“The real­ity is the en­gin­eer­ing here does not all add up to our fa­vor,” said Franks, who ad­ded that he thinks Boehner has been able “to make lem­on­ade out of this much more than some give him cred­it for.”

Boehner is also a fa­vor­ite punch­ing bag for Sen­ate Demo­crats. Sen. Chuck Schu­mer, D-N.Y., reg­u­larly says he feels sorry for the speak­er. Any­one who knows Boehner, Schu­mer says, knows he’s not as ex­treme as the tea-party wing of his caucus.

“Now, the funny thing is, Speak­er Boehner knows he won’t suc­ceed but the hard Right is de­mand­ing a pound of flesh to show how ser­i­ous they are, how much they hate Obama­care,” Schu­mer said. “By go­ing along with the hard Right, Speak­er Boehner is like the an­cient May­ans, mak­ing a sac­ri­fi­cial of­fer­ing to the right-wing gods by re­fus­ing to ac­cept a clean CR.”

Sen­ate Ma­jor­ity Lead­er Harry Re­id, D-Nev., who has re­cently taken to call­ing House Re­pub­lic­ans “an­arch­ists,” used school-yard im­agery to de­scribe the con­ser­vat­ive wing of the House GOP.

“With a bully, you can­not let them slap you around, be­cause they slap you around today, if they slap you five or six times, to­mor­row it’s sev­en or eight times,” Re­id said.

As for the Sen­ate, Re­id said, “we are not go­ing to be bul­lied. We have done everything we can, and we’ve done it very reas­on­ably.”

What We're Following See More »
UNTIL DEC. 9, ANYWAY
Obama Signs Bill to Fund Government
4 hours ago
THE LATEST
REDSKINS IMPLICATIONS
SCOTUS to Hear Case on Offensive Trademarks
4 hours ago
WHY WE CARE

"The Supreme Court is taking up a First Amendment clash over the government’s refusal to register offensive trademarks, a case that could affect the Washington Redskins in their legal fight over the team name. The justices agreed Thursday to hear a dispute involving an Asian-American rock band called the Slants, but they did not act on a separate request to hear the higher-profile Redskins case at the same time." Still, any precedent set by the case could have ramifications for the Washington football team.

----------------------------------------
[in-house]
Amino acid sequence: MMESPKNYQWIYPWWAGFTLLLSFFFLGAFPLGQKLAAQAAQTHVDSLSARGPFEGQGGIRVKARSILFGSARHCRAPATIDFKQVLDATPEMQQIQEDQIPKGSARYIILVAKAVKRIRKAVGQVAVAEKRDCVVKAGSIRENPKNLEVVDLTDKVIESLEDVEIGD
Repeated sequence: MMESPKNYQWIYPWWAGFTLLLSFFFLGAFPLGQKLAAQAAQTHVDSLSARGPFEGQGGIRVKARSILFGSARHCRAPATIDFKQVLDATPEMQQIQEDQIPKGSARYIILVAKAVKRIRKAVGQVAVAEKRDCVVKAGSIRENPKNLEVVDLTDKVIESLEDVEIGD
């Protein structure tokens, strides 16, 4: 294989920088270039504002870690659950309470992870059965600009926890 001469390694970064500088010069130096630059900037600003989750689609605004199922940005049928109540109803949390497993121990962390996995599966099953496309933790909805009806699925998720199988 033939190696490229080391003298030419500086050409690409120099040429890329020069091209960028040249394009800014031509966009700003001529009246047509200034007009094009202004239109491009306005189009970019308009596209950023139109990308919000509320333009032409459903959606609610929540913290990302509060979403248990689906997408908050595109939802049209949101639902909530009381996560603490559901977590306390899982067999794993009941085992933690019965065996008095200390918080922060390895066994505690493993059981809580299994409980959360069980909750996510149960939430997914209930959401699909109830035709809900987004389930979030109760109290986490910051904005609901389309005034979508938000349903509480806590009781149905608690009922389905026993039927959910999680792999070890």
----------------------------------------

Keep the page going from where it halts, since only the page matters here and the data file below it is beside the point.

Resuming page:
Source:
STAFF PICKS
Bannon Still Collecting Royalties from ‘Seinfeld’
5 hours ago
WHY WE CARE

The Hollywood Reporter takes a look at a little-known intersection of politics and entertainment, in which Trump campaign CEO Steve Bannon is still raking in residuals from Seinfeld. Here's the digest version: When Seinfeld was in its infancy, Ted Turner was in the process of acquiring its production company, Castle Rock, but he was under-capitalized. Bannon's fledgling media company put up the remaining funds, and he agreed to "participation rights" instead of a fee. "Seinfeld has reaped more than $3 billion in its post-network afterlife through syndication deals." Meanwhile, Bannon is "still cashing checks from Seinfeld, and observers say he has made nearly 25 times more off the Castle Rock deal than he had anticipated."

Source:
IT’S ALL CLINTON
Reliable Poll Data Coming in RE: Debate #1
6 hours ago
WHY WE CARE
NEXT THURSDAY
Trump Transition Team Meeting with Silicon Valley VIPs
8 hours ago
THE DETAILS

Donald Trump's "transition team will meet next week with representatives of the tech industry, multiple sources confirmed, even as their candidate largely has been largely shunned by Silicon Valley. The meeting, scheduled for next Thursday at the offices of law and lobbying firm BakerHostetler, will include trade groups like the Information Technology Industry Council and the Internet Association that represent major Silicon Valley companies."

Source:
×